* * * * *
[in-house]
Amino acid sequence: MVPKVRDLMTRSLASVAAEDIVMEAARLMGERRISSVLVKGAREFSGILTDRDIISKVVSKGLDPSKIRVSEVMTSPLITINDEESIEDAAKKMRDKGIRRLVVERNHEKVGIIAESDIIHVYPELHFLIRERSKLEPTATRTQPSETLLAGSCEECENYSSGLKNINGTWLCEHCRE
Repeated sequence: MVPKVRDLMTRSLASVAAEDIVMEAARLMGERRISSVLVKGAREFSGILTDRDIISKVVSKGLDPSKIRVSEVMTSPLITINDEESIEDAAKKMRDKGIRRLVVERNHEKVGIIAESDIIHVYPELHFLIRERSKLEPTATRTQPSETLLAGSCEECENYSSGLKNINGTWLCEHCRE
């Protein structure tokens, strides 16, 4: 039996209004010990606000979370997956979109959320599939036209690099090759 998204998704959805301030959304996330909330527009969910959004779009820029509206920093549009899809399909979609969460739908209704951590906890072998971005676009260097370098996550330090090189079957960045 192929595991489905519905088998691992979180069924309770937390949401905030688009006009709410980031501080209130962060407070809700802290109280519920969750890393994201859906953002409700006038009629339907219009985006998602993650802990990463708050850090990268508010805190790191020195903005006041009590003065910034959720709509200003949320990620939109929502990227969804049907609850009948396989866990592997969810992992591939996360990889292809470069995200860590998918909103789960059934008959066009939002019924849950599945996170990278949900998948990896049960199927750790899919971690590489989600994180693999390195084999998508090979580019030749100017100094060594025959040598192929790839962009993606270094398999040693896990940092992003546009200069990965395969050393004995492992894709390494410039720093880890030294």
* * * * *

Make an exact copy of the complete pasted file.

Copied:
[in-house]
Amino acid sequence: MVPKVRDLMTRSLASVAAEDIVMEAARLMGERRISSVLVKGAREFSGILTDRDIISKVVSKGLDPSKIRVSEVMTSPLITINDEESIEDAAKKMRDKGIRRLVVERNHEKVGIIAESDIIHVYPELHFLIRERSKLEPTATRTQPSETLLAGSCEECENYSSGLKNINGTWLCEHCRE
Repeated sequence: MVPKVRDLMTRSLASVAAEDIVMEAARLMGERRISSVLVKGAREFSGILTDRDIISKVVSKGLDPSKIRVSEVMTSPLITINDEESIEDAAKKMRDKGIRRLVVERNHEKVGIIAESDIIHVYPELHFLIRERSKLEPTATRTQPSETLLAGSCEECENYSSGLKNINGTWLCEHCRE
């Protein structure tokens, strides 16, 4: 039996209004010990606000979370997956979109959320599939036209690099090759 998204998704959805301030959304996330909330527009969910959004779009820029509206920093549009899809399909979609969460739908209704951590906890072998971005676009260097370098996550330090090189079957960045 192929595991489905519905088998691992979180069924309770937390949401905030688009006009709410980031501080209130962060407070809700802290109280519920969750890393994201859906953002409700006038009629339907219009985006998602993650802990990463708050850090990268508010805190790191020195903005006041009590003065910034959720709509200003949320990620939109929502990227969804049907609850009948396989866990592997969810992992591939996360990889292809470069995200860590998918909103789960059934008959066009939002019924849950599945996170990278949900998948990896049960199927750790899919971690590489989600994180693999390195084999998508090979580019030749100017100094060594025959040598192929790839962009993606270094398999040693896990940092992003546009200069990965395969050393004995492992894709390494410039720093880890030294």